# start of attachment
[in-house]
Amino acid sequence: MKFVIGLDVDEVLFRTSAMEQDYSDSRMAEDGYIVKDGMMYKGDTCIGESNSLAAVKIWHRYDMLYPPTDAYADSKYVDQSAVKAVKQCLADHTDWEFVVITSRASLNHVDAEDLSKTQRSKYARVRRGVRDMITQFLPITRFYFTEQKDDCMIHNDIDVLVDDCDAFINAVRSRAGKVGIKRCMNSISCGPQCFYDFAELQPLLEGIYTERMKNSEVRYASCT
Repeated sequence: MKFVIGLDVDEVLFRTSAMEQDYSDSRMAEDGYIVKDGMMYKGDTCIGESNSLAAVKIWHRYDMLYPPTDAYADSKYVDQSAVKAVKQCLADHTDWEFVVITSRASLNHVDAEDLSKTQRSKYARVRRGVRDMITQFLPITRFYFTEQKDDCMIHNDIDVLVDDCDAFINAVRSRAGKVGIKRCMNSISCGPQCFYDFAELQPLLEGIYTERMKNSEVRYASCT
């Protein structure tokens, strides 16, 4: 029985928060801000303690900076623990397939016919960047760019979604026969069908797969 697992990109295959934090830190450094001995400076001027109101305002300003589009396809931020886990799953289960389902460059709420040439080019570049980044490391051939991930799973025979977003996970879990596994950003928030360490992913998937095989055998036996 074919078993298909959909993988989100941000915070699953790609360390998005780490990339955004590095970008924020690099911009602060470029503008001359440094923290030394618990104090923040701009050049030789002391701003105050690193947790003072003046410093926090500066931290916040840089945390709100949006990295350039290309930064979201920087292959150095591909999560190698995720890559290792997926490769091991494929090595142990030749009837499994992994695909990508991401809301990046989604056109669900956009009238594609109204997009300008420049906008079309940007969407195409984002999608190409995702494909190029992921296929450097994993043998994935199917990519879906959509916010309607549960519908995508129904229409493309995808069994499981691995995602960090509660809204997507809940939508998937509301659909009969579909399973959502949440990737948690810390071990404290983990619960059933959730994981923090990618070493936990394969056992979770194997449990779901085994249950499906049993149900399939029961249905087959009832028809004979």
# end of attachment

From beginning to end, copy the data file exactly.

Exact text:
[in-house]
Amino acid sequence: MKFVIGLDVDEVLFRTSAMEQDYSDSRMAEDGYIVKDGMMYKGDTCIGESNSLAAVKIWHRYDMLYPPTDAYADSKYVDQSAVKAVKQCLADHTDWEFVVITSRASLNHVDAEDLSKTQRSKYARVRRGVRDMITQFLPITRFYFTEQKDDCMIHNDIDVLVDDCDAFINAVRSRAGKVGIKRCMNSISCGPQCFYDFAELQPLLEGIYTERMKNSEVRYASCT
Repeated sequence: MKFVIGLDVDEVLFRTSAMEQDYSDSRMAEDGYIVKDGMMYKGDTCIGESNSLAAVKIWHRYDMLYPPTDAYADSKYVDQSAVKAVKQCLADHTDWEFVVITSRASLNHVDAEDLSKTQRSKYARVRRGVRDMITQFLPITRFYFTEQKDDCMIHNDIDVLVDDCDAFINAVRSRAGKVGIKRCMNSISCGPQCFYDFAELQPLLEGIYTERMKNSEVRYASCT
């Protein structure tokens, strides 16, 4: 029985928060801000303690900076623990397939016919960047760019979604026969069908797969 697992990109295959934090830190450094001995400076001027109101305002300003589009396809931020886990799953289960389902460059709420040439080019570049980044490391051939991930799973025979977003996970879990596994950003928030360490992913998937095989055998036996 074919078993298909959909993988989100941000915070699953790609360390998005780490990339955004590095970008924020690099911009602060470029503008001359440094923290030394618990104090923040701009050049030789002391701003105050690193947790003072003046410093926090500066931290916040840089945390709100949006990295350039290309930064979201920087292959150095591909999560190698995720890559290792997926490769091991494929090595142990030749009837499994992994695909990508991401809301990046989604056109669900956009009238594609109204997009300008420049906008079309940007969407195409984002999608190409995702494909190029992921296929450097994993043998994935199917990519879906959509916010309607549960519908995508129904229409493309995808069994499981691995995602960090509660809204997507809940939508998937509301659909009969579909399973959502949440990737948690810390071990404290983990619960059933959730994981923090990618070493936990394969056992979770194997449990779901085994249950499906049993149900399939029961249905087959009832028809004979």